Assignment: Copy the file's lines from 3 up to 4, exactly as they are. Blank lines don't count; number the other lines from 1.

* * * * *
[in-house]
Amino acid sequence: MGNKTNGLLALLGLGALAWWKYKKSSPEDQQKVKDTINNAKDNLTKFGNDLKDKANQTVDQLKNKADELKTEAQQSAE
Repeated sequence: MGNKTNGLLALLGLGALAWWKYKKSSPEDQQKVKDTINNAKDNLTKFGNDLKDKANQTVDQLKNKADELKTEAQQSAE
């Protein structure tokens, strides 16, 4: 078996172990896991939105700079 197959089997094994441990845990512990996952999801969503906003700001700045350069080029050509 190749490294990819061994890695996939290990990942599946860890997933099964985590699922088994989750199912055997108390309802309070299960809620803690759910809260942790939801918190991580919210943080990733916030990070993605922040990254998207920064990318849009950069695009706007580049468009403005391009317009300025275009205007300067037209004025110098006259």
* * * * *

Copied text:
Repeated sequence: MGNKTNGLLALLGLGALAWWKYKKSSPEDQQKVKDTINNAKDNLTKFGNDLKDKANQTVDQLKNKADELKTEAQQSAE
């Protein structure tokens, strides 16, 4: 078996172990896991939105700079 197959089997094994441990845990512990996952999801969503906003700001700045350069080029050509 190749490294990819061994890695996939290990990942599946860890997933099964985590699922088994989750199912055997108390309802309070299960809620803690759910809260942790939801918190991580919210943080990733916030990070993605922040990254998207920064990318849009950069695009706007580049468009403005391009317009300025275009205007300067037209004025110098006259």